Labour set for landslide as Reform surge hits Tory vote

Labour set for landslide as Reform surge hits Tory vote

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Labour is on course for a landslide victory as the Conservatives face their worst ever general election night, early results suggest.

Sir Keir Starmer is heading to Downing Street with a majority of 160, according to a BBC projection with more than 160 seats declared, slightly fewer than predicted by the exit poll.

In his constituency victory speech, the Labour leader said it was “time for us to deliver”.

The Conservatives are forecast to end up with 154 MPs, slightly higher than predicted by the exit poll, but still their worst ever result.

The Scottish National Party is now forecast to be reduced to just six MPs.

Reform UK leader Nigel Farage has won a seat in Parliament at his eighth attempt, in Clacton, promising “this is just the first step of something that is going to stun all of you”.

Reform is finishing second in many seats across the country, taking large amounts of votes from the Conservatives but the latest BBC forecast puts their finally tally of MPs at four.

The Liberal Democrats are also set to benefit from a collapse in Tory support and are predicted to get 56 MPs, slightly fewer than the 61 predicted by the exit poll but still their best result since 2010.

Carla Denyer, co-leader of the Green Party of England and Wales, has beaten Labour in Bristol Central and her party is predicted to gain another seat to double their current number of MPs. Plaid Cymru is set to get four MPs. Others are forecast to get 19 seats.

Defence Secretary Grant Shapps and Commons leader Penny Mordaunt are among the Tory cabinet ministers to lose their seats, with other senior Tory figures such as Chancellor Jeremy Hunt looking vulnerable

Former Labour leader Jeremy Corbyn has defeated his old party to retain his Islington North seat as an independent.

But another high profile former Labour MP, George Galloway, failed to retain the Rochdale seat he won at a by-election in February, losing to Labour’s Paul Waugh.

Sir Keir Starmer’s predicted landslide would be short of the 179 majority won by Tony Blair in 1997 and the party may achieve it on a smaller share of the vote than former leader Jeremy Corbyn won in 2017, according to Sir John Curtice.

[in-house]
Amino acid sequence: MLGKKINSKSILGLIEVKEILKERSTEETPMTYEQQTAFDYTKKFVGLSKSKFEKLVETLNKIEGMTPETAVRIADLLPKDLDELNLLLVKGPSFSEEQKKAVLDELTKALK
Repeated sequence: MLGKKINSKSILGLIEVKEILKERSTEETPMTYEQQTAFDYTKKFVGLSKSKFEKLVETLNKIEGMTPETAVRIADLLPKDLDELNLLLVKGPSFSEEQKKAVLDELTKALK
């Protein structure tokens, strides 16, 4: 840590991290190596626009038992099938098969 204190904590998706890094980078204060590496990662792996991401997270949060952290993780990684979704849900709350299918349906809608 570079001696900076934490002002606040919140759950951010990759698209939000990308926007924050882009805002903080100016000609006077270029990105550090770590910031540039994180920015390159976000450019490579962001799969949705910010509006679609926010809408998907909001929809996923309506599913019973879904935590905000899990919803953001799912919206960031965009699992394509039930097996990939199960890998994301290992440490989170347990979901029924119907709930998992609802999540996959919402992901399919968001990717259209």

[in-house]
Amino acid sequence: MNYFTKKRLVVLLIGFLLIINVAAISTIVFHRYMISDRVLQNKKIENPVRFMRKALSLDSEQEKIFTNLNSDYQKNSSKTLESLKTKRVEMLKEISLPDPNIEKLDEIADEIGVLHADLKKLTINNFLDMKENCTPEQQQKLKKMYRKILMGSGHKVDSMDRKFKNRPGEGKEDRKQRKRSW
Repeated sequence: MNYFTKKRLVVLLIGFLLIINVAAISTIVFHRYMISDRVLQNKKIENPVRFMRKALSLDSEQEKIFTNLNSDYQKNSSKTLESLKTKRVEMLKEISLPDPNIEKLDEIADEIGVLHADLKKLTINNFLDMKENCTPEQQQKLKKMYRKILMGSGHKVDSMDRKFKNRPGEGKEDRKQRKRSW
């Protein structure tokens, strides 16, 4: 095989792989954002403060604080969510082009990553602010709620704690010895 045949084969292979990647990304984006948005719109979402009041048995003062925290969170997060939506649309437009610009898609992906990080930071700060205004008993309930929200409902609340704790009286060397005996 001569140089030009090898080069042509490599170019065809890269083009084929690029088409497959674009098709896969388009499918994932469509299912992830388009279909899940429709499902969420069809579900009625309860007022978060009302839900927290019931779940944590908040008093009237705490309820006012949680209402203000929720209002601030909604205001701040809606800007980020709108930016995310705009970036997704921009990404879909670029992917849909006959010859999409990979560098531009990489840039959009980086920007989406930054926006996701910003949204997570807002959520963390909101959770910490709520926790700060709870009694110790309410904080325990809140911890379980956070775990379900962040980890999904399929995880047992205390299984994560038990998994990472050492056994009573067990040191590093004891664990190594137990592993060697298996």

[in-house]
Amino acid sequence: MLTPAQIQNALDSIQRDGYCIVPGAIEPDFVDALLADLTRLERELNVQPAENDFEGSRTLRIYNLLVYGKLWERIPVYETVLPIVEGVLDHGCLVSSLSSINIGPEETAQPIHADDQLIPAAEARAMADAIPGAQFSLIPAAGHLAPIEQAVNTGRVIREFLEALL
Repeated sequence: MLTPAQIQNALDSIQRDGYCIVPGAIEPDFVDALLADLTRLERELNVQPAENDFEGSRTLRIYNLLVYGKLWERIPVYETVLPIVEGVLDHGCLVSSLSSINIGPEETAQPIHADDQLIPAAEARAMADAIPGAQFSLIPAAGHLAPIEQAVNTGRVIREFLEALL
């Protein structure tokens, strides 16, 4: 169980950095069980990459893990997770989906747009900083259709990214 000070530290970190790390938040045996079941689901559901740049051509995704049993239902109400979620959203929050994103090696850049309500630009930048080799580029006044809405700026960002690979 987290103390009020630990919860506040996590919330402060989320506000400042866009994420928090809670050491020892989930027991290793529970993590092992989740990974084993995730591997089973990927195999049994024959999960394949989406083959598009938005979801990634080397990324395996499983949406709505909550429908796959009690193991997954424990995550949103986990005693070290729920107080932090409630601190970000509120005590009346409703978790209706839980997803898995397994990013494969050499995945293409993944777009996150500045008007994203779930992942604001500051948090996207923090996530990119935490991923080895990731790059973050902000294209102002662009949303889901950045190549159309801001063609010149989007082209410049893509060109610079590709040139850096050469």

It will mean a Labour prime minister in Downing Street for the first time since 2010 and a battle for the future direction of the Conservatives if, as seems likely, Rishi Sunak stands down as leader.

Labour’s Rachel Reeves – who looks set to be the first female chancellor in a few hours’ time – said she did not want to pre-empt the result but it was “clear that the British people have voted for change” and a “brighter future” under Sir Keir Starmer.

In her victory speech in Leeds West and Pudsey, she said: “We will not let you down and I can’t wait to get started.”

The Conservatives may avoid the wipe-out predicted by some opinion polls but they are still set for the worst result in the party’s history, losing 218 MPs – a devastating blow after 14 years in government.


Former attorney general Sir Robert Buckland, the first Tory MP to lose his seat as results began rolling in, told the BBC his party was facing “electoral Armageddon” and Labour’s likely victory was a “big vote for change”.

And he angrily lashed out at colleagues, such as former home secretary Suella Braverman, for what he called “spectacularly unprofessional and ill-disciplined” behaviour during the campaign.

“I’m fed up of personal agendas and jockeying for position,” he added, warning that the upcoming Tory leadership contest was “going to be like a group of bald men arguing over a comb”.

Lee Anderson, who defected to Reform from the Tories, became the party’s first elected MP in his Ashfield constituency, beating the Labour candidate into second place.

The Liberal Democrats are, meanwhile, set to squeeze the Tory vote in the south of England, with leader Sir Ed Davey saying: “It looks like this will be our best result for a generation.”

Former cabinet minister Sir Jacob Rees-Mogg, who is also under threat from the Lib Dems, said it was “clearly a terrible night” for the Conservatives.

He said voters had been put off by the revolving door in No 10 which saw Boris Johnson replaced first by Liz Truss and then by Mr Sunak.

Scotland’s Deputy First Minister Kate Forbes said the SNP are facing a “very difficult night”, as the exit poll predicts they will lose 38 seats.

She added: “Of course we take on board what the people of Scotland, the voters, are saying in this election and we will set out our agenda to regain and rebuild the trust of voters across Scotland.”

Rishi Sunak had insisted he could still win right to the end despite failing to make a dent in Labour’s commanding opinion poll lead over the six-week campaign.

Mr Sunak surprised many in his own party by announcing a summer election.

But his campaign was hit by a series of gaffes, from the rain-drenched announcement in Downing Street to his decision to leave a D-Day celebration in Normandy early to record a TV interview and confused messaging about a Labour “super majority”.

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